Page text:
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A Jewish State
Theodor Herzl proposes a solution to the 'Jewish Question' and to anti-Semitism: a separate and independent ...
My Father's Girl
Jane Addams, whose Hull-House became a symbol of progressive reform, here remembers her father who helped ...
Paris Goes to War
As the World War engulfs Europe in August 1914, Edith Wharton reports from Paris on the ...
Lord Charnwood recounts the development and importance of Lincoln’s Emancipation Proclamation, a signal event in American ...
Darwin Changes His Mind
Here is Darwin’s account of his visit to the Galapagos Islands with its myriad species, which ...
A Grand Way to Chronicle a War
A fascinating glimpse of World War II journalism behind the front lines at Paris’s Hotel Scribe, ...
The Genius and the Jerk
Walter Vatter explores the early years of Steve Jobs--was he a genius, or simply an expert ...
The Story of a Photograph
The story behind Walker Evans’s iconic photograph of Ellie Mae ...
Portrait of the Monster as a Young Man - Preview
The Formative Years of Adolf Hitler
by Alan Bullock
PORTRAIT OF THE MONSTER AS A YOUNG MAN
ADOLF HITLER was born at half past six on the evening of 20 April 1889, in the Gasthof zum Pommer, an inn in the small town of Braunau on the River Inn which forms the frontier between Austria and Bavaria.
The Europe into which he was born and which he was to destroy gave an unusual impression of stability and permanence at the time of his birth. The Hapsburg Empire, of which his father was a minor official, had survived the storms of the 1860s, the loss of the Italian provinces, defeat by Prussia, even the transformation of the old Empire into the Dual Monarchy of Austria-Hungary. The Hapsburgs, the oldest of the great ruling houses, who had outlived the Turks, the French Revolution, and Napoleon, were a visible guarantee of continuity. The Emperor Franz Joseph had already celebrated the fortieth anniversary of his accession, and had still more than a quarter of a century left to reign.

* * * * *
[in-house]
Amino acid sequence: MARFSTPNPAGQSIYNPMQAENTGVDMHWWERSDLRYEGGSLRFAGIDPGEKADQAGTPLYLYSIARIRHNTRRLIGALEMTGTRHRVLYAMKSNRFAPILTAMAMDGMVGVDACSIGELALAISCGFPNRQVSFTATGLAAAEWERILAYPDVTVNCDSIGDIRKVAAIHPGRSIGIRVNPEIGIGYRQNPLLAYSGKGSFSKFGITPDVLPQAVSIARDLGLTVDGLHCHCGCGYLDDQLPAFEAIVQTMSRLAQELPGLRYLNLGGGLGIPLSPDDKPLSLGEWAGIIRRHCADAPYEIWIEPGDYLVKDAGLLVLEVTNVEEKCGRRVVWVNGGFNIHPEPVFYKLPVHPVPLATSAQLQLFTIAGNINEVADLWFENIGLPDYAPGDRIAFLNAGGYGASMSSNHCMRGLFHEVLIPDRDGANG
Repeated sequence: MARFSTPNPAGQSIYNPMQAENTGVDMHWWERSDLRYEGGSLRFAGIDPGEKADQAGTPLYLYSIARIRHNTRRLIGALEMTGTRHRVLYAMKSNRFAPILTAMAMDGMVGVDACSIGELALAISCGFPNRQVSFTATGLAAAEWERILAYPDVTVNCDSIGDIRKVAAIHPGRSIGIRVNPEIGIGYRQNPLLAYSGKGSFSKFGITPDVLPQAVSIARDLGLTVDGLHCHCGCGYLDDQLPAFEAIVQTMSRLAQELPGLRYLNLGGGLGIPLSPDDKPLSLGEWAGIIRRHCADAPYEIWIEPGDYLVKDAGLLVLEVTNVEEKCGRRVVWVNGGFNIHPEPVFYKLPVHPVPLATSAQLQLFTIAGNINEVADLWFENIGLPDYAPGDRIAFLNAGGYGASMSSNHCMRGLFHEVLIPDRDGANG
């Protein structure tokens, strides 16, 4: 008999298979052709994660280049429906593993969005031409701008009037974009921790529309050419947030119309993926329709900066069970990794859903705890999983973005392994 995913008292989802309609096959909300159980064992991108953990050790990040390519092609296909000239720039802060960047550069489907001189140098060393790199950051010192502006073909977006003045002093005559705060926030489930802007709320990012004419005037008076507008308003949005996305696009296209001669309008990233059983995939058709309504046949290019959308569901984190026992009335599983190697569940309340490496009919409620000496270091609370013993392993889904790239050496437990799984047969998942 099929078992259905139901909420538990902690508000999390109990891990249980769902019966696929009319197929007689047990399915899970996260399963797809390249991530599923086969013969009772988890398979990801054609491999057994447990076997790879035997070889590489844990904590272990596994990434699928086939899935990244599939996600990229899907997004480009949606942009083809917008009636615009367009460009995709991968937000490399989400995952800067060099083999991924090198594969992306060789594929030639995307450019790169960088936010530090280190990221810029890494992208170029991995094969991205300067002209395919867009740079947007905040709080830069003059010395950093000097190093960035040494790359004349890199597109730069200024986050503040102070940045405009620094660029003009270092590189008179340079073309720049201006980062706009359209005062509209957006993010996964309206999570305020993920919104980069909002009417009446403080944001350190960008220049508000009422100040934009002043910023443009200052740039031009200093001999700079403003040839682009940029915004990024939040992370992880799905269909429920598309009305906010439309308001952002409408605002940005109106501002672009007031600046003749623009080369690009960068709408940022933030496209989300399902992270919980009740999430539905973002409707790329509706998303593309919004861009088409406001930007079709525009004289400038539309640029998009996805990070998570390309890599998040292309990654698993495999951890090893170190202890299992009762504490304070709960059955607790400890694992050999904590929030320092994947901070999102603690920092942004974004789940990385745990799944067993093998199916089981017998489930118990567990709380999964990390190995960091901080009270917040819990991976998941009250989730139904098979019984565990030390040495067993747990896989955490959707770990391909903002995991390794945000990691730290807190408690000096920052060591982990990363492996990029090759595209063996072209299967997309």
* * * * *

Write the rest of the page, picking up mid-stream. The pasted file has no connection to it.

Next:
The three republics Hitler was to destroy, the Austria of the Treaty of St. Germain, Czechoslovakia, and Poland, were not yet in existence. Four great empires—the Hapsburg, the Hohenzollern, the Romanov, and the Ottoman—ruled over Central and Eastern Europe. The Bolshevik Revolution and the Soviet Union were not yet imagined: Russia was still the Holy Russia of the Tsars. In the summer of this same year, 1889, Lenin, a student of nineteen in trouble with the authorities, moved with his mother from Kazan to Samara. Stalin was a poor cobbler’s son in Tiflis, Mussolini the six-year-old child of a blacksmith in the bleak Romagna.